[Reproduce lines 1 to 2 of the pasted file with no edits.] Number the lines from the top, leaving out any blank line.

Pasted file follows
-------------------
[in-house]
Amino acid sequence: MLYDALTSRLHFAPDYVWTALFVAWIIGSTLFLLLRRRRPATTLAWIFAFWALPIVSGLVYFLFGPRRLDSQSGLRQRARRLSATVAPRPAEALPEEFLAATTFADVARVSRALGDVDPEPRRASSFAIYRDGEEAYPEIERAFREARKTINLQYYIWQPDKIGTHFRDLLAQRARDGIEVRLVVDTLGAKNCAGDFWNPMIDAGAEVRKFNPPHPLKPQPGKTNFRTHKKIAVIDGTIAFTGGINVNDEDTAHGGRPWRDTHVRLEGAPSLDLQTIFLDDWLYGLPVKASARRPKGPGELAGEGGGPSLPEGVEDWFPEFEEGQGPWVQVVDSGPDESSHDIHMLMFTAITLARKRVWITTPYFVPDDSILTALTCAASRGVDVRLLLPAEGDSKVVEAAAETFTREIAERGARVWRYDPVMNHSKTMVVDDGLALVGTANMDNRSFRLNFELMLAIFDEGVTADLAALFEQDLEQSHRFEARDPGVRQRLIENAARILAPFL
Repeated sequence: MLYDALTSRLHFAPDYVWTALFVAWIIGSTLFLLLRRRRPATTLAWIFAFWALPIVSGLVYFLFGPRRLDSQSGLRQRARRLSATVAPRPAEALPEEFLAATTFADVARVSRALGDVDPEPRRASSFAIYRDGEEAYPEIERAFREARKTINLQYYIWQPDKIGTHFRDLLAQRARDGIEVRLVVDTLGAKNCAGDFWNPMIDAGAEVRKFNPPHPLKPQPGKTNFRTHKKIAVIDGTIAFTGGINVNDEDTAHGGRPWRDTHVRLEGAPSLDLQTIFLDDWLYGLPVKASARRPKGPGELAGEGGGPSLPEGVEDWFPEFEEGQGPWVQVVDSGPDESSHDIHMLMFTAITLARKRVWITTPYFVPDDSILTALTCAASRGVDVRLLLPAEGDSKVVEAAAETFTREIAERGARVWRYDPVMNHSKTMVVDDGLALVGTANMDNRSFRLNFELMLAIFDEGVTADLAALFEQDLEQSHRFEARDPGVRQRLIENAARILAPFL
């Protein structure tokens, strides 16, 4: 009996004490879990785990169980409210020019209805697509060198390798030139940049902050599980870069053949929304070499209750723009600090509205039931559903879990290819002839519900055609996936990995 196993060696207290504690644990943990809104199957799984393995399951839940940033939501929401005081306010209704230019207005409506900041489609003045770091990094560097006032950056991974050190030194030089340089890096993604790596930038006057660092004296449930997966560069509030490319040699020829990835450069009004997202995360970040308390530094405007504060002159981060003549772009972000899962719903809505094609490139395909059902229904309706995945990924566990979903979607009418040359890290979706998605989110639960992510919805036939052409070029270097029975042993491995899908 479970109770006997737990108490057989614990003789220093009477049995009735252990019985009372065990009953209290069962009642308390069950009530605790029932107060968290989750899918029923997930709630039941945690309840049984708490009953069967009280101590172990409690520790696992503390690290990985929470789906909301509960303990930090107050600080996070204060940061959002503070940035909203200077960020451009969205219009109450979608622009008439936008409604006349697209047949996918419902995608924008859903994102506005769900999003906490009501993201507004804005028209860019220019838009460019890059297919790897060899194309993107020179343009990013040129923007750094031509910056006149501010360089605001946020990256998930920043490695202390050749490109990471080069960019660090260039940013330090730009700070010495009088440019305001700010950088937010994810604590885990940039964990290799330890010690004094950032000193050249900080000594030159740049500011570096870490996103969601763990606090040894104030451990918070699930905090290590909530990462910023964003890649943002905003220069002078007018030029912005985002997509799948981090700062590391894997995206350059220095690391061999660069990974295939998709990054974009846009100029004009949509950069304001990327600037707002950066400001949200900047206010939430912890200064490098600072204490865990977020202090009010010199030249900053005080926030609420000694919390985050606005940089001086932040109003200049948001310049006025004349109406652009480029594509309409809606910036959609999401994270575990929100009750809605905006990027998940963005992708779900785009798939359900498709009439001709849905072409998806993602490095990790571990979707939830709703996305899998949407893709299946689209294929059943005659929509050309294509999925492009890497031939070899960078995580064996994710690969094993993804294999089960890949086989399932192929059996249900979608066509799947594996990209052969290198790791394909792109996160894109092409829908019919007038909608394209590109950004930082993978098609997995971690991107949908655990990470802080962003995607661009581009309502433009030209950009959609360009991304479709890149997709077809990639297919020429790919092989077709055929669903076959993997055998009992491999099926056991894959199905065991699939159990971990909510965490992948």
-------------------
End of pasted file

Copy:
[in-house]
Amino acid sequence: MLYDALTSRLHFAPDYVWTALFVAWIIGSTLFLLLRRRRPATTLAWIFAFWALPIVSGLVYFLFGPRRLDSQSGLRQRARRLSATVAPRPAEALPEEFLAATTFADVARVSRALGDVDPEPRRASSFAIYRDGEEAYPEIERAFREARKTINLQYYIWQPDKIGTHFRDLLAQRARDGIEVRLVVDTLGAKNCAGDFWNPMIDAGAEVRKFNPPHPLKPQPGKTNFRTHKKIAVIDGTIAFTGGINVNDEDTAHGGRPWRDTHVRLEGAPSLDLQTIFLDDWLYGLPVKASARRPKGPGELAGEGGGPSLPEGVEDWFPEFEEGQGPWVQVVDSGPDESSHDIHMLMFTAITLARKRVWITTPYFVPDDSILTALTCAASRGVDVRLLLPAEGDSKVVEAAAETFTREIAERGARVWRYDPVMNHSKTMVVDDGLALVGTANMDNRSFRLNFELMLAIFDEGVTADLAALFEQDLEQSHRFEARDPGVRQRLIENAARILAPFL